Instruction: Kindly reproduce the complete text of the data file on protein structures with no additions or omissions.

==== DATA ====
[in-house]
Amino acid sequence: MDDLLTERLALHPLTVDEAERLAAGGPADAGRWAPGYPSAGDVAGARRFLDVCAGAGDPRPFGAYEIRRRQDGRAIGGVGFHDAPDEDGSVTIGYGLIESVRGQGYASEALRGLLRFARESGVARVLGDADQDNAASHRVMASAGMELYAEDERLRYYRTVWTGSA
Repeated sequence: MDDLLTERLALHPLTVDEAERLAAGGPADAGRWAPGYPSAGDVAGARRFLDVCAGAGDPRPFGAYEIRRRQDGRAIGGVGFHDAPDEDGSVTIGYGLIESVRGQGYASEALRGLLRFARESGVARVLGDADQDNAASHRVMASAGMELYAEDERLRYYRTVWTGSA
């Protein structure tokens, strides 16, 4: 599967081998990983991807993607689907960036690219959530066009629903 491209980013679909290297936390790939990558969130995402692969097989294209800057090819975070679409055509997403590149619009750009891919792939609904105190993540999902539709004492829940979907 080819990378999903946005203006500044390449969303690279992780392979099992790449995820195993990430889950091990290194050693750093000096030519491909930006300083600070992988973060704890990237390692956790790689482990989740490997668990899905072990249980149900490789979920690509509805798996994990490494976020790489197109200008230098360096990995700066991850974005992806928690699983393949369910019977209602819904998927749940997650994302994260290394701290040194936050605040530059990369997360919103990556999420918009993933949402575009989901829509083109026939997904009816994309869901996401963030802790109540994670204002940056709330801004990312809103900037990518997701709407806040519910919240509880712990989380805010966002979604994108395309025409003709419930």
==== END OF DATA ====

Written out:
[in-house]
Amino acid sequence: MDDLLTERLALHPLTVDEAERLAAGGPADAGRWAPGYPSAGDVAGARRFLDVCAGAGDPRPFGAYEIRRRQDGRAIGGVGFHDAPDEDGSVTIGYGLIESVRGQGYASEALRGLLRFARESGVARVLGDADQDNAASHRVMASAGMELYAEDERLRYYRTVWTGSA
Repeated sequence: MDDLLTERLALHPLTVDEAERLAAGGPADAGRWAPGYPSAGDVAGARRFLDVCAGAGDPRPFGAYEIRRRQDGRAIGGVGFHDAPDEDGSVTIGYGLIESVRGQGYASEALRGLLRFARESGVARVLGDADQDNAASHRVMASAGMELYAEDERLRYYRTVWTGSA
């Protein structure tokens, strides 16, 4: 599967081998990983991807993607689907960036690219959530066009629903 491209980013679909290297936390790939990558969130995402692969097989294209800057090819975070679409055509997403590149619009750009891919792939609904105190993540999902539709004492829940979907 080819990378999903946005203006500044390449969303690279992780392979099992790449995820195993990430889950091990290194050693750093000096030519491909930006300083600070992988973060704890990237390692956790790689482990989740490997668990899905072990249980149900490789979920690509509805798996994990490494976020790489197109200008230098360096990995700066991850974005992806928690699983393949369910019977209602819904998927749940997650994302994260290394701290040194936050605040530059990369997360919103990556999420918009993933949402575009989901829509083109026939997904009816994309869901996401963030802790109540994670204002940056709330801004990312809103900037990518997701709407806040519910919240509880712990989380805010966002979604994108395309025409003709419930």